In Ontario, for example, electricity distributors are only required to allow net metering up to a total of one per cent of the utility’s peak load, though the Ontario Energy Board said it’s not aware of anyone being turned down from its program.
With the average upfront cost of residential solar being between $17,500 and $21,000, lengthy break-even periods and what she says is some of the least favourable weather for solar in North America,B.C. Hydro spokesperson Susie Reider suggests there are better investments.
“In B.C. you can actually reduce your carbon footprint more from buying an electric vehicle or installing an electric heat pump,” she said.
About 90 per cent of the B.C. utility’s power is already clean, Reider said, because it comes from hydroelectric facilities. The rest is generated from a mixture of burning biomass (wood and pulp), natural gas and oil, with wind and solar contributing about one per cent each.
Strong chuckles when he hears a hydro utility diminish and down-sell solar.
“It’s a conflict of interest for them,” he said. “They’re in the business of producing power. I wouldn’t expect them to, as an organization, really endorse or encourage the adoption of solar.”
Strong also disputes the claim that hydro power is truly green, pointing to the Site C dam in northeastern B.C., which has been criticized for its scope, schedule and budget. By the time it’s finished in 2025, it will have taken 10 years and $16 billion to build.
Solar won’t save the planet
While small-scale solar may cut individual hydro bills, on its own, it won’t do much to help the province get to net-zero emissions — let alone save the planet, according to University of Victoria engineering professor Andrew Rowe, who studies energy systems and conversion.
“I tend to go to the hard numbers … the cost and the performance you get,” he said. “But I think a lot of people who are doing this have a different value proposition calculation in their head.”
Going forward, however, Rowe says solar will only make sense.
“It’s getting more and more difficult to build big stuff. So putting a solar panel on a building, that footprint, in terms of the ecological footprint, is there and done,” he said. “And that’s where something like residential or commercial rooftop solar installation has additional value that we’re not capturing right now.”
Going solar — even to put just a dozen panels on a bungalow — comes with some caveats. It isn’t as simple as hanging a string of Christmas lights. Depending on where you live, it can be a straightforward upgrade like re-shingling a roof, or it can be mired for months in an approval process.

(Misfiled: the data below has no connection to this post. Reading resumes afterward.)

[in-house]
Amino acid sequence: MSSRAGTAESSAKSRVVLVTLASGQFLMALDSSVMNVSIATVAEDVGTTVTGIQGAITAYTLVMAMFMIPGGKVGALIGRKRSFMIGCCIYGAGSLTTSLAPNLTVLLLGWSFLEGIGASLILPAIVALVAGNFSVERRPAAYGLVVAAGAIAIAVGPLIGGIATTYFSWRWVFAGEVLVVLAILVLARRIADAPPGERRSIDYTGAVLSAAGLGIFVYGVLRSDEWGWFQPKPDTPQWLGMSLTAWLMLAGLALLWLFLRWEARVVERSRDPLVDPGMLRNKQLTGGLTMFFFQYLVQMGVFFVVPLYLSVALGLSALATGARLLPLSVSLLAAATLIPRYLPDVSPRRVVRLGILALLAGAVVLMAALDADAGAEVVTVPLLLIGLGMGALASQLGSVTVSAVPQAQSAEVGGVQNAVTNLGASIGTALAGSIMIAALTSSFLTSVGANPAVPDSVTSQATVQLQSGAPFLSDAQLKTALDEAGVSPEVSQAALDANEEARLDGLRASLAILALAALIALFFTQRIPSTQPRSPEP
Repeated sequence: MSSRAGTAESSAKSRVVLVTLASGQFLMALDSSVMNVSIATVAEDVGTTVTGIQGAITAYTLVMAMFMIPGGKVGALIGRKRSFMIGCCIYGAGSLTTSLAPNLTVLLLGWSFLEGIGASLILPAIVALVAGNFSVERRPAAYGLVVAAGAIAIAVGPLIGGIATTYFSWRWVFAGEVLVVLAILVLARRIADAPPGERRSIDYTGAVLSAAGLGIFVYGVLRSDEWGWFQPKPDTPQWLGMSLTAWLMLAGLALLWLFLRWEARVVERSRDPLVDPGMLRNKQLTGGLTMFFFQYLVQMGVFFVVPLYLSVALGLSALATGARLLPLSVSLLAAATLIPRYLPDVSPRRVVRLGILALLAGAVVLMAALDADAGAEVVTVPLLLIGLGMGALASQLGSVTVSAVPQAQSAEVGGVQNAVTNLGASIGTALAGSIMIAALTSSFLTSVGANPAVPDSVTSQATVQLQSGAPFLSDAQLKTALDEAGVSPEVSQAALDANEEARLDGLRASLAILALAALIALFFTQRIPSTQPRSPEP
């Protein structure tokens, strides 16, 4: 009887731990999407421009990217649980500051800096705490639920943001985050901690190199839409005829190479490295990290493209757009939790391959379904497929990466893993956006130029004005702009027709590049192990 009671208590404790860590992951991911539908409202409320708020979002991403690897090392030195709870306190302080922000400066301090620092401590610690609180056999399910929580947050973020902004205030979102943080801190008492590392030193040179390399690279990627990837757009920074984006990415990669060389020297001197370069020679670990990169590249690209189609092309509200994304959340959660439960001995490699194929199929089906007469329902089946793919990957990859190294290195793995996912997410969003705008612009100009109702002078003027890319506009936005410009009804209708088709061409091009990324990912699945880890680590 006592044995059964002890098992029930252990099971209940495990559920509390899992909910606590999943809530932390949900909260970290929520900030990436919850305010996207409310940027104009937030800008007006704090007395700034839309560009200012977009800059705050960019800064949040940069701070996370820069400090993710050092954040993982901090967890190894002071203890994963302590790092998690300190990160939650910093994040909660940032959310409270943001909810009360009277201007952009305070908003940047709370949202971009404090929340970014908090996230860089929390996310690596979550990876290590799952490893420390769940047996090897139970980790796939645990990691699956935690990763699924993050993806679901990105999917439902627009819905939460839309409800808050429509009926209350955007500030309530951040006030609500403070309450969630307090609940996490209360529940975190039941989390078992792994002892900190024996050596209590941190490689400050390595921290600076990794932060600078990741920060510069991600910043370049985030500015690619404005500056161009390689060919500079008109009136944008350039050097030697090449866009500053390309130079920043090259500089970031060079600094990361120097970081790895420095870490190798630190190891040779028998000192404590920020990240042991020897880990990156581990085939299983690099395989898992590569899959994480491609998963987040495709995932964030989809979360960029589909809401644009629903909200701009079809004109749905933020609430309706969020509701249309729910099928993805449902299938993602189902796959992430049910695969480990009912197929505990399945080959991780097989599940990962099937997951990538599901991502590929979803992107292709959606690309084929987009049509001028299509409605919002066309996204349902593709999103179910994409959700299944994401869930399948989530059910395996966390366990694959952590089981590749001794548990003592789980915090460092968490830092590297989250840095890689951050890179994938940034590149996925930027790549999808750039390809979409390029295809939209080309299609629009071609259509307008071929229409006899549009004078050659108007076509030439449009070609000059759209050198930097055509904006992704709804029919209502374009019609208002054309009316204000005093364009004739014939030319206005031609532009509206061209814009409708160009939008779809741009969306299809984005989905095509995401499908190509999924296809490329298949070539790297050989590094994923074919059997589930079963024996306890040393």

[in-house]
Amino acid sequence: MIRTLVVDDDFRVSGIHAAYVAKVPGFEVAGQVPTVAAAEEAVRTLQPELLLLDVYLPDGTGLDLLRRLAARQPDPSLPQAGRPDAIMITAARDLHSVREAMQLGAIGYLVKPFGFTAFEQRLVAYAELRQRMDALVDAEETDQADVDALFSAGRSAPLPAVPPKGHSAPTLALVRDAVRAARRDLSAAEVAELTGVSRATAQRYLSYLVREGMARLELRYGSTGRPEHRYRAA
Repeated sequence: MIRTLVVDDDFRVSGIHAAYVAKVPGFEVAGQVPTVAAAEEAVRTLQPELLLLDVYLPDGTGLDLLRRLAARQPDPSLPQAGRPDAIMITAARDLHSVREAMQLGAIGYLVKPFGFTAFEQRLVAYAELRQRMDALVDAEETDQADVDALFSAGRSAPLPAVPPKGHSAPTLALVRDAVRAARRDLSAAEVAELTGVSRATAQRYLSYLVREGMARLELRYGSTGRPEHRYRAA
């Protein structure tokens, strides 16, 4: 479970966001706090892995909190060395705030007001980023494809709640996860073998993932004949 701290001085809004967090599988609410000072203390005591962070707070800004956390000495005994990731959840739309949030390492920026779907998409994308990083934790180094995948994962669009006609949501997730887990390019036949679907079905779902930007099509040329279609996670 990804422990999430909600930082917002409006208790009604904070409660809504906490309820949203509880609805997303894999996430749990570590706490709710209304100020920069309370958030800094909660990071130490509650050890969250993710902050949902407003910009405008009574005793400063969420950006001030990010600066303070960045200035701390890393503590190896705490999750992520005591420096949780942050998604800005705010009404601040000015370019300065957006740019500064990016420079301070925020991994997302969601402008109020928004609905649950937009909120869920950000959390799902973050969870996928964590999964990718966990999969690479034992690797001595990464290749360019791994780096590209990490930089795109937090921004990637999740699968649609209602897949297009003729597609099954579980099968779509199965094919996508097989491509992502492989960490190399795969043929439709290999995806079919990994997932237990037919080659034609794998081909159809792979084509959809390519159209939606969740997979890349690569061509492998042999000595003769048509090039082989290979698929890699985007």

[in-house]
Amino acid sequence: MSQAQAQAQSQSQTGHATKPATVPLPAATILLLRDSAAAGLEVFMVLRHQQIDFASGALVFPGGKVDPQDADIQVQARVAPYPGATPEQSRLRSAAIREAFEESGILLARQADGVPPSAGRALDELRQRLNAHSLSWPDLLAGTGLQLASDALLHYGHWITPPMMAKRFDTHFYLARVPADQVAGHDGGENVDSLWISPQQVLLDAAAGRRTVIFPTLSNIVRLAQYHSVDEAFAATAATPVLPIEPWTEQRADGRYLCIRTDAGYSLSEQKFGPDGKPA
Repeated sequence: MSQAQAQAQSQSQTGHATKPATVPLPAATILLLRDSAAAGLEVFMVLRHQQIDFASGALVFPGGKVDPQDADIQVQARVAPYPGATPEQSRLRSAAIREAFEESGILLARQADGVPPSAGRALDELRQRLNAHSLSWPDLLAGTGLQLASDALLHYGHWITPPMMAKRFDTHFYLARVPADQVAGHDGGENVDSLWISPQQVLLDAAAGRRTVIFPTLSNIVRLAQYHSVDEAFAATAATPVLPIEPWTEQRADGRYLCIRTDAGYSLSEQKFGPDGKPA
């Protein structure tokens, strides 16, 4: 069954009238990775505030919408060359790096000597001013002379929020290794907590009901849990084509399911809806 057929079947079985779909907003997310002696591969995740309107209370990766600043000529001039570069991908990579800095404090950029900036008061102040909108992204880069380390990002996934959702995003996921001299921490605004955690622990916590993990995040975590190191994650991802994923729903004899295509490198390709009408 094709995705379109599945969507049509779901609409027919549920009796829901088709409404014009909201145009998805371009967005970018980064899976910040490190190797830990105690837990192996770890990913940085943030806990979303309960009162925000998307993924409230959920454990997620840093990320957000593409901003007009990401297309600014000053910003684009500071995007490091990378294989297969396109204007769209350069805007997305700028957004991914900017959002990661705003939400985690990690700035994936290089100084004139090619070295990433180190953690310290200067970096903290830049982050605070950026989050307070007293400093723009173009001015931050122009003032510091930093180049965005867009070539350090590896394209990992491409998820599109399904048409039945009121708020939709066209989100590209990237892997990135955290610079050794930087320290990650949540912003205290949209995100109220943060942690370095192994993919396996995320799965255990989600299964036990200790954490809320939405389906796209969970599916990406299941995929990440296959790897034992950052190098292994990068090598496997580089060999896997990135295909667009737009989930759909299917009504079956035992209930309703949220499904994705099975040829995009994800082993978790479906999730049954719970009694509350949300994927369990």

In B.C. a patchwork of permitting regulations — some so old they don’t even mention solar panels — frustrates installers and homeowners alike.
Sukhpaul Parmar, who owns Ready Solar, said some municipalities, like Burnaby, demand detailed drawings, blueprints and engineering reports. “This is no different than building a house,” Parmar said.
Complying with the local regulations can also quickly eat up any government grant money, said Scott Fleenor, who started his solar-focused company, Terratek Energy Solutions, 17 years ago.
“It can cost thousands of dollars. You’re basically having a guy out and recreating drawings. In some cases, we’ve lost projects because of it.”
Elsewhere in Canada, some cities appear more welcoming of the technology.
Toronto has a number of incentives and fast tracks solar-installation permits in five days. Saskatoon has mandated that it will maximize solar potential by 2036. And Halifax offers homeowners low-interest loans to finance solar installations.
Detractors further focus on what they say is a looming crisis as the industry grows: Solar waste.
In a 2016 report, the International Renewable Energy Agency estimated Canada had generated 350 tonnes of discarded solar systems, projecting that by 2050, the amount would escalate to 650,000 tonnes.
“We don’t see this as a looming crisis by any means,” responded Gall.
While there is currently no systematic recycling program in place, he said there isn’t yet enough volume to develop one.
And solar panels, Gall said, are “very safe.”
“They’re almost entirely glass and aluminum, with a tiny amount of lead and silver, which are perfectly within the frame,” he said. “They don’t leach any toxic elements even in a landfill. Even if they’re crushed, they’re very inert.”
The panels being installed today have a life expectancy of 25 to 30 years, he said, which is more than enough time to adopt a recycling system.